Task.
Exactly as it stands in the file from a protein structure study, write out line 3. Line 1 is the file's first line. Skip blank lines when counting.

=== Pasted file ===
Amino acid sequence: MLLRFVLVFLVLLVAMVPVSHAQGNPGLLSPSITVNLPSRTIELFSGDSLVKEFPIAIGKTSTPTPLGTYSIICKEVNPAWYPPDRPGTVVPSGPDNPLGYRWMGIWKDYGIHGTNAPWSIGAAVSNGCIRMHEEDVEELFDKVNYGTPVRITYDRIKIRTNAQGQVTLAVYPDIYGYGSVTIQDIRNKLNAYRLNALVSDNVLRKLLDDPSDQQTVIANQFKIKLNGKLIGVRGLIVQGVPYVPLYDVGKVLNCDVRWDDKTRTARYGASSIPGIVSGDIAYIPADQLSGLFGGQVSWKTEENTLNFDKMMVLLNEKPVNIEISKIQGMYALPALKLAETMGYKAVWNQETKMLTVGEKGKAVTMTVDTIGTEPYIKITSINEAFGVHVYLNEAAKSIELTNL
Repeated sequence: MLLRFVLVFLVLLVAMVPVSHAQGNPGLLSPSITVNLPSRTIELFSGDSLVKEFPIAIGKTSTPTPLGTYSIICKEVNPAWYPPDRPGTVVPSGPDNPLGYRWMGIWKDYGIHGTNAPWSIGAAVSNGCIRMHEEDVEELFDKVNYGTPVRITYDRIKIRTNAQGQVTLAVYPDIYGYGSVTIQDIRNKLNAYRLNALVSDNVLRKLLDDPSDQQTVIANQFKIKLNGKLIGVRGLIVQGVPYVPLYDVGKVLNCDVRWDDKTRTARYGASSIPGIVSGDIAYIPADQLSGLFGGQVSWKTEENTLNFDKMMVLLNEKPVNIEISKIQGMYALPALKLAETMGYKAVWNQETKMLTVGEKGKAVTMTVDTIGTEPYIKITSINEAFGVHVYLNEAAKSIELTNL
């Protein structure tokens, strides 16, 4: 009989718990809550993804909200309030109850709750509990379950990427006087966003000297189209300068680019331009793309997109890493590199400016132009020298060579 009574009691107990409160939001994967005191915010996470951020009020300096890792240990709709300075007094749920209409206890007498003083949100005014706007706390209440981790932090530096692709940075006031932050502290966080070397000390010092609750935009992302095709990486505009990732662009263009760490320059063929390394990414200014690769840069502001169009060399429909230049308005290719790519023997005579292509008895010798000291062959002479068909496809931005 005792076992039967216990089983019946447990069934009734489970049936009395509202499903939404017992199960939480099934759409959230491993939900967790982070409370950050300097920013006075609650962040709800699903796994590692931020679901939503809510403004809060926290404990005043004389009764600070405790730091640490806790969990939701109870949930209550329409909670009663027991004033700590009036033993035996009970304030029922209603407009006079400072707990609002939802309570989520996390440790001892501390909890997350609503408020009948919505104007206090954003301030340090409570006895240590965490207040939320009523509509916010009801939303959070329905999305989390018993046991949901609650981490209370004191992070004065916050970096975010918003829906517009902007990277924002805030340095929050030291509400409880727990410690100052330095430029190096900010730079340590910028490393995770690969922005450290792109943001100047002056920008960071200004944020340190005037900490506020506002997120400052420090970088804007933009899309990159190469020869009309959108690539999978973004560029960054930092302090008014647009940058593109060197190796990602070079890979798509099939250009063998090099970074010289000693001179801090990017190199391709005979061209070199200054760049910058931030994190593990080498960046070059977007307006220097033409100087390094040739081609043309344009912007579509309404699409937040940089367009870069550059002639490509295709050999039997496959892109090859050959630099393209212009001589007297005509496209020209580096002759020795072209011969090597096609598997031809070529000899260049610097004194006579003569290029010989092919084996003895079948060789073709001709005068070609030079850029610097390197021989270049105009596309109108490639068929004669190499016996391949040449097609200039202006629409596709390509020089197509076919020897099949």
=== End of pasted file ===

């Protein structure tokens, strides 16, 4: 009989718990809550993804909200309030109850709750509990379950990427006087966003000297189209300068680019331009793309997109890493590199400016132009020298060579 009574009691107990409160939001994967005191915010996470951020009020300096890792240990709709300075007094749920209409206890007498003083949100005014706007706390209440981790932090530096692709940075006031932050502290966080070397000390010092609750935009992302095709990486505009990732662009263009760490320059063929390394990414200014690769840069502001169009060399429909230049308005290719790519023997005579292509008895010798000291062959002479068909496809931005 005792076992039967216990089983019946447990069934009734489970049936009395509202499903939404017992199960939480099934759409959230491993939900967790982070409370950050300097920013006075609650962040709800699903796994590692931020679901939503809510403004809060926290404990005043004389009764600070405790730091640490806790969990939701109870949930209550329409909670009663027991004033700590009036033993035996009970304030029922209603407009006079400072707990609002939802309570989520996390440790001892501390909890997350609503408020009948919505104007206090954003301030340090409570006895240590965490207040939320009523509509916010009801939303959070329905999305989390018993046991949901609650981490209370004191992070004065916050970096975010918003829906517009902007990277924002805030340095929050030291509400409880727990410690100052330095430029190096900010730079340590910028490393995770690969922005450290792109943001100047002056920008960071200004944020340190005037900490506020506002997120400052420090970088804007933009899309990159190469020869009309959108690539999978973004560029960054930092302090008014647009940058593109060197190796990602070079890979798509099939250009063998090099970074010289000693001179801090990017190199391709005979061209070199200054760049910058931030994190593990080498960046070059977007307006220097033409100087390094040739081609043309344009912007579509309404699409937040940089367009870069550059002639490509295709050999039997496959892109090859050959630099393209212009001589007297005509496209020209580096002759020795072209011969090597096609598997031809070529000899260049610097004194006579003569290029010989092919084996003895079948060789073709001709005068070609030079850029610097390197021989270049105009596309109108490639068929004669190499016996391949040449097609200039202006629409596709390509020089197509076919020897099949």